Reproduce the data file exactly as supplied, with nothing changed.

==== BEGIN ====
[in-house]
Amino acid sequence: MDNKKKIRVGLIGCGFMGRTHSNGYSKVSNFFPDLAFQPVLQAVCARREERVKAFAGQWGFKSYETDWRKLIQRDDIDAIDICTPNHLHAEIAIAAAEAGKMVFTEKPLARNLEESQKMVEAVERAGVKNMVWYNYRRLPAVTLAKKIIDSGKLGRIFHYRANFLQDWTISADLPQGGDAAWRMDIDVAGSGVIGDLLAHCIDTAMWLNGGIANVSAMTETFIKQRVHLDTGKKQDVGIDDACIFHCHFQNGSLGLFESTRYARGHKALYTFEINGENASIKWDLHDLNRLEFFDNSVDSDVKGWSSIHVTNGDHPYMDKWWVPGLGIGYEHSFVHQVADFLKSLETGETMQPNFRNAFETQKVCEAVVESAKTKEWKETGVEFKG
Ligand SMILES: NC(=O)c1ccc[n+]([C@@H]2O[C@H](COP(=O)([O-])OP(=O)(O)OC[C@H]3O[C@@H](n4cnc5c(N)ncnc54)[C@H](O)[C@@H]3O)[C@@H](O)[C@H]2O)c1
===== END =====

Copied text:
[in-house]
Amino acid sequence: MDNKKKIRVGLIGCGFMGRTHSNGYSKVSNFFPDLAFQPVLQAVCARREERVKAFAGQWGFKSYETDWRKLIQRDDIDAIDICTPNHLHAEIAIAAAEAGKMVFTEKPLARNLEESQKMVEAVERAGVKNMVWYNYRRLPAVTLAKKIIDSGKLGRIFHYRANFLQDWTISADLPQGGDAAWRMDIDVAGSGVIGDLLAHCIDTAMWLNGGIANVSAMTETFIKQRVHLDTGKKQDVGIDDACIFHCHFQNGSLGLFESTRYARGHKALYTFEINGENASIKWDLHDLNRLEFFDNSVDSDVKGWSSIHVTNGDHPYMDKWWVPGLGIGYEHSFVHQVADFLKSLETGETMQPNFRNAFETQKVCEAVVESAKTKEWKETGVEFKG
Ligand SMILES: NC(=O)c1ccc[n+]([C@@H]2O[C@H](COP(=O)([O-])OP(=O)(O)OC[C@H]3O[C@@H](n4cnc5c(N)ncnc54)[C@H](O)[C@@H]3O)[C@@H](O)[C@H]2O)c1